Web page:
[Update: The Warby Parker store in East Liberty will officially open on August 19 with an event that includes a full selection of frames and reading material, as well as treats from Millie’s Homemade Ice Cream.]

The online retailer Warby Parker has quickly grown from a niche catering to the near- and far-sighted to a formidable competitor in the world of trendy eyewear. Now the company is bringing a new shopping experience to Pittsburgh, but not without some obstacles.

Warby Parker planned to debut its first Pittsburgh brick-and-mortar store this week, but construction delays put the opening on hold.

Artwork above the yet unopened Warby Parker store in East Liberty store. Photo by Amanda Waltz.

 

“Unfortunately, we just received word that a few finishing touches are still being put on the space, and therefore the store opening has been pushed back,” wrote a representative from Derris, a New York-based brand strategy and communications agency that represents Warby Parker, in an email.

She adds that they’re “unsure of a new opening date at this point.”

Located on Penn Avenue in East Liberty, the new store will become part of a fast-growing retail scene in the neighborhood. It will sit in a row of storefronts that includes the men’s apparel store Bonobos, another e-commerce startup that made the jump to brick-and-mortar stores, and Homage, a shop that sells clothing and accessories featuring retro Pittsburgh designs.

The Bonobos and Homage stores in East Liberty. Photo by Amanda Waltz.

“We’ve been excited about coming to Pittsburgh for a while,” writes Dave Gilboa, co-founder & co-CEO, in an email. “The city is pulsing with an entrepreneurial spirit and commitment to innovation that naturally aligns with our brand ethos.”

Launched in 2010, Warby Parker was dubbed the “Netflix for eyewear” for offering customers an easier, less expensive alternative to frame stores. Frames are chosen online and then shipped free to your home, where you can try them on for a limited time and decide which ones work best. The rejects are sent back and you’re only billed for the pair you want.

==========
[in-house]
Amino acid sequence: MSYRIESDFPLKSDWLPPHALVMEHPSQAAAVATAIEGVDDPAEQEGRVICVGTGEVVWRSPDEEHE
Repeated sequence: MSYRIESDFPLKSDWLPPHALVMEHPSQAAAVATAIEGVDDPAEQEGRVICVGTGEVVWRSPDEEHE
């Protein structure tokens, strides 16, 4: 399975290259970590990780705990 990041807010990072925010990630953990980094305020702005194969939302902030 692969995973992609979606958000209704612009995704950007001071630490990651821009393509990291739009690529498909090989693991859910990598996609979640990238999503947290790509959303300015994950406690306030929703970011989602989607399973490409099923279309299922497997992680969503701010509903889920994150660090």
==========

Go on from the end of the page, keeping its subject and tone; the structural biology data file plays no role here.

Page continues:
The company gained popularity thanks to its business model, a forgiving return policy and, most importantly, in-house designed frames starting at $95 (price includes prescription lenses).

A company press release describes the Pittsburgh store’s aesthetic as having a library feel, with “colorful displays of books, brass detailing galore, and our full collection of eyeglasses and sunglasses on light oak shelving.” Much like its inspiration, the store will feature a customer service-focused “Reference Desk” and books from independent publishers like McSweeney’s, 331⁄3 and n+1. The reading material will also include 50 Ways to Lose Your Glasses, a humorous illustrated work published by Warby Parker.

Other amenities will include on-site opticians and tablets equipped with Warby Parker’s own Point of Everything, a point-of-sale system that allows customers to view and order frames online with the help of a store team member. Prescription glasses ship within days, while sunglasses and non-prescription glasses are available for immediate takeaway.

Special to the store is an original in-store mural and exterior artwork by U.K.-based illustrator Anna Wray. It will also stock a pair of limited-edition, Pittsburgh-exclusive sunglasses not available online or in other Warby Parker stores.

Warby Parker’s Pittsburgh-exclusive sunglasses, the Downing in English Oak with Flash Mirrored Pacific Blue lenses. Image courtesy of Warby Parker.

The store is part of an aggressive push by the company to open 25 new brick-and-mortar locations nationwide this year. Besides Pittsburgh and Philadelphia, they expanded to Palo Alto, California and plan to add more stores in Miami and Los Angeles. If successful, the campaign would bring Warby Parker’s total store count to about 70.